from the Highland Bookshop Mysteries
by Molly MacRae
On Monday nights, the four of us from Yon Bonnie Books—Christine, Tallie, Summer, and I—go to Nev’s for what I call our quality of life check. Christine calls it our weekly wind-down with occasional whisky. Nev’s is a pub that isn’t on the High Street, and doesn’t look like much on the outside. It’s tucked between Smith Funerals and the Inversgail Guardian. It doesn’t advertise itself to tourists, but it welcomes anyone who discovers it, along with their dogs.
“It’s an honest place,” Christine said when she’d proposed the meetings. “We can be honest at Nev’s and admit that not every moment of our new lives is Scotties, scones, and purple heather.”
“Meetings at Nev’s will provide the antidote to the dreich that’s bound to creep up on us from time to time,” Tallie said, using her favorite Scottish weather word.
Summer and I had easily agreed. Nev’s gives us greetings from locals and occasional smiles, a chance to unwind or unburden, a game of darts if anyone likes, and neutral ground. Nev’s provides ale and whisky, too, and comforting pub food to go with them. We’ve been going to Nev’s on Mondays long enough, now, to have a “usual” table near the door to the darts room. Summer occasionally joins the players, and Tallie usually goes along to cheer her on.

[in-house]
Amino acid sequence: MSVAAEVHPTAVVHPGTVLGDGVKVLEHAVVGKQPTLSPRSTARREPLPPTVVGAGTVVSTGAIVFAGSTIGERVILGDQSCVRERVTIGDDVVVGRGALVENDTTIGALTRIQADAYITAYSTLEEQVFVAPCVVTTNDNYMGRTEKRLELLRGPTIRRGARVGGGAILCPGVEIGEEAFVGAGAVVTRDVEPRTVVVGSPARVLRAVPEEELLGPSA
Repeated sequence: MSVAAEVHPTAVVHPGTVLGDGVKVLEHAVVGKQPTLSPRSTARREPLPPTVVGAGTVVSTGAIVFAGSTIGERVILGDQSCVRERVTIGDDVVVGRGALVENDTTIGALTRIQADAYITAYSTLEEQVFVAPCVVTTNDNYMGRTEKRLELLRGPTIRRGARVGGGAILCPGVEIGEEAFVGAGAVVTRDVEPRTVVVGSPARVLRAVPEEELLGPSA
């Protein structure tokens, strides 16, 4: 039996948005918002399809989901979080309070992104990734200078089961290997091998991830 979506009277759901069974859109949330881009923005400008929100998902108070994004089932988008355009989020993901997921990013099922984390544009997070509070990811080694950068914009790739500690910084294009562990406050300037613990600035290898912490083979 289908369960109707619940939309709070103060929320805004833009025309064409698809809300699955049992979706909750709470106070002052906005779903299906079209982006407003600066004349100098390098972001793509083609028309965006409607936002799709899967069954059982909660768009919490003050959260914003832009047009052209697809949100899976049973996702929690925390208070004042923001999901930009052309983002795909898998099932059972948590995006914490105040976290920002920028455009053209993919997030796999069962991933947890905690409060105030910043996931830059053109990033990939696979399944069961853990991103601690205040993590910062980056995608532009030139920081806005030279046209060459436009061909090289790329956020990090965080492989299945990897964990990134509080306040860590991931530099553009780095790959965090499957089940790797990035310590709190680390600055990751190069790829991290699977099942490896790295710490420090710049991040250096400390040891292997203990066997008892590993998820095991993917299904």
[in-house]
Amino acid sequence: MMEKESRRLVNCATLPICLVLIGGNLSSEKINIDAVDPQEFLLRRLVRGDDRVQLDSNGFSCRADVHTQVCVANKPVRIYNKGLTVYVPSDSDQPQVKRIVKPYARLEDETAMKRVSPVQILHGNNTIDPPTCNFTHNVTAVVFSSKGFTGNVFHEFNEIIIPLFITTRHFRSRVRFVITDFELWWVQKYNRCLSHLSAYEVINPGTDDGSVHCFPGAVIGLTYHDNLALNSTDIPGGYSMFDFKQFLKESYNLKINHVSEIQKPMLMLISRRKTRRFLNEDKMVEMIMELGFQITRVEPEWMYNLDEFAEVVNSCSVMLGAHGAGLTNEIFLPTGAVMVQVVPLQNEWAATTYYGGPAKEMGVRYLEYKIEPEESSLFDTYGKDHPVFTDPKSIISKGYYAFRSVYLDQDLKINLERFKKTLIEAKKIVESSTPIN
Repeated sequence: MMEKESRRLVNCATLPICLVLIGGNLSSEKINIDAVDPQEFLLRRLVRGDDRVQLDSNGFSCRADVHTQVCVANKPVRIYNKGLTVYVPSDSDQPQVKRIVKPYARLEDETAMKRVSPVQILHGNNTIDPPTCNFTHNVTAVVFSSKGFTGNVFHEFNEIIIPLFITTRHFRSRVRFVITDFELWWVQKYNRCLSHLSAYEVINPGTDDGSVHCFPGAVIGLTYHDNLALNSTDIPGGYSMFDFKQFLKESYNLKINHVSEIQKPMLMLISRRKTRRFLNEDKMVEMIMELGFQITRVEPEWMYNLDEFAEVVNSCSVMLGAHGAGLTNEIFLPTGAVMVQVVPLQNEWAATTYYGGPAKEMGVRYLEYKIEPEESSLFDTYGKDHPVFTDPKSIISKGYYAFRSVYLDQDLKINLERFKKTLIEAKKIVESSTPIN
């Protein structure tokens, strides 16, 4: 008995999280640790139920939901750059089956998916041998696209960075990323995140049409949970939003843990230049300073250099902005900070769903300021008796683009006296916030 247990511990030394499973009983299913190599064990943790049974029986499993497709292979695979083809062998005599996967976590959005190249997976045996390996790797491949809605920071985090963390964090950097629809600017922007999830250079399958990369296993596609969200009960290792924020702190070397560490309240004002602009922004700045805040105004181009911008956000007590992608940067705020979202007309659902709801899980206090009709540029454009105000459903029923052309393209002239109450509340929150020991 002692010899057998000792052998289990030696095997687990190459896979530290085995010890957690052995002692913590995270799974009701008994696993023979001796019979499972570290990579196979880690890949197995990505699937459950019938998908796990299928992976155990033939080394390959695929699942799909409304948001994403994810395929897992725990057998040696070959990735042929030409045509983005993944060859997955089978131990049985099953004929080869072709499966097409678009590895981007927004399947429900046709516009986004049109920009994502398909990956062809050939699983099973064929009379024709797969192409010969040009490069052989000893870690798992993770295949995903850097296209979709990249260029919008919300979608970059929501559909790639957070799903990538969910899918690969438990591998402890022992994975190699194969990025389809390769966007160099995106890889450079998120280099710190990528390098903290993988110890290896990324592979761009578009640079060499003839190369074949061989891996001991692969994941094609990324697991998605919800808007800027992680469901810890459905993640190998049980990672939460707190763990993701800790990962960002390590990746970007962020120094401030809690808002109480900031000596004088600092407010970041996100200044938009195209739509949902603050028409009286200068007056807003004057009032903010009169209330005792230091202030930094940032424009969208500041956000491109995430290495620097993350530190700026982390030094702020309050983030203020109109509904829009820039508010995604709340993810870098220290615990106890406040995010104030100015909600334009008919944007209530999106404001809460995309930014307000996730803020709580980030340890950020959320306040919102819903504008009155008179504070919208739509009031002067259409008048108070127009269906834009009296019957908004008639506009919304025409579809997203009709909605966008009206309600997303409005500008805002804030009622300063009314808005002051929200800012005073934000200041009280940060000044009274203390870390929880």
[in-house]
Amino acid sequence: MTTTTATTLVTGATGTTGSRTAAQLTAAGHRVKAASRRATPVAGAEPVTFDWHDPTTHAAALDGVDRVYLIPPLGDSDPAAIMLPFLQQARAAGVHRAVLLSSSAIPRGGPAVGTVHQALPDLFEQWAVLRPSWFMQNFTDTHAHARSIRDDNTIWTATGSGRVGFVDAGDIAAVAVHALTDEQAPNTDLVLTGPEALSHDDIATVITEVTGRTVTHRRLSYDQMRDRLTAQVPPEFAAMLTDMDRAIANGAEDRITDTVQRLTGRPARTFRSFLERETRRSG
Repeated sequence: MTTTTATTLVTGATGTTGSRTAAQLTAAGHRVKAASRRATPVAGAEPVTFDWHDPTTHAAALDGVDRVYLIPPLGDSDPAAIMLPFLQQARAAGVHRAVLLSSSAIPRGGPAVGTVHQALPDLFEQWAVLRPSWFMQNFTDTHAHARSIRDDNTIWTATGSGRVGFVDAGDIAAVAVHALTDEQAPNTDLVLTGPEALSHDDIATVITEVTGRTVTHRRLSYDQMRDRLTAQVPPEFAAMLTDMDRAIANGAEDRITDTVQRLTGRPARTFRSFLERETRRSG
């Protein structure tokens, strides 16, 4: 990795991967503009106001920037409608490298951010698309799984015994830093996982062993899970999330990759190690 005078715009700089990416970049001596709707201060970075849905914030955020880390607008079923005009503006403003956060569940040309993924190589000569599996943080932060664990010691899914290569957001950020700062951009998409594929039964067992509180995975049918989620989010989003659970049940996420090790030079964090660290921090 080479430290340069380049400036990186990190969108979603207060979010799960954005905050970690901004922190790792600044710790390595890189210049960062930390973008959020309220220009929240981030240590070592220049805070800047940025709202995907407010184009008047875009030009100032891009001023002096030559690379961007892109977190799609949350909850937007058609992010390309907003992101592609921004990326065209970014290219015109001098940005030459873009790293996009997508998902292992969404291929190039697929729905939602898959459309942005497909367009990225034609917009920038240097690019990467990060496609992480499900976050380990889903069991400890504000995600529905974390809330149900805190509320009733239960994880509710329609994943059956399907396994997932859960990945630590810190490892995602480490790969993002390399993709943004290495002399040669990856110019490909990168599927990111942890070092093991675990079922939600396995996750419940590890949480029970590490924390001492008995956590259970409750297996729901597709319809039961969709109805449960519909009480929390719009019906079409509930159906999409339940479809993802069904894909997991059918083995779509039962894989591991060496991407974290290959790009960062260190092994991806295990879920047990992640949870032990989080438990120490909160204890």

“Do you realize our daftie author has only been here a week?” Christine asked this Monday night. She was referring to the acclaimed environmentalist, Daphne Wood, visiting Inversgail as an author in the schools for a term. “Only a week and look at all she’s stirred up.”
As though taking Christine literally, I looked around the pub—at the tables of twos and threes and a few solitary patrons. A hand on a shoulder there, heads close together in a booth, laughter at the next table, a snatch of song from Christine’s dad and her mum gazing at him with her chin in her hand as though she’d just fallen in love again. Danny orchestrated drinks behind the bar. I picked out the smells of good ale, greasy chips, and wool wet from the smirr coming down outside. The one week since Daphne had arrived hadn’t stirred the essential picture of Nev’s. I could snap a photo in black and white, and except for minor details and no haze of cigarette smoke, it might be any decade for the past hundred years.
“Only a week,” Summer said. “On the one hand, that’s hardly a blip. On the other, that means it’s been a whole week since someone killed Sam Smith.”
“Not all crimes are solved quickly,” Tallie reminded her.
“No, and they aren’t all solved.” Summer raised her glass. “In memory of Sam.”
As we raised our glasses, James Haviland, from the paper, arrived and made his way over to our table. “Evening, all,” he said. “Celebrating?”
“Remembering,” I said.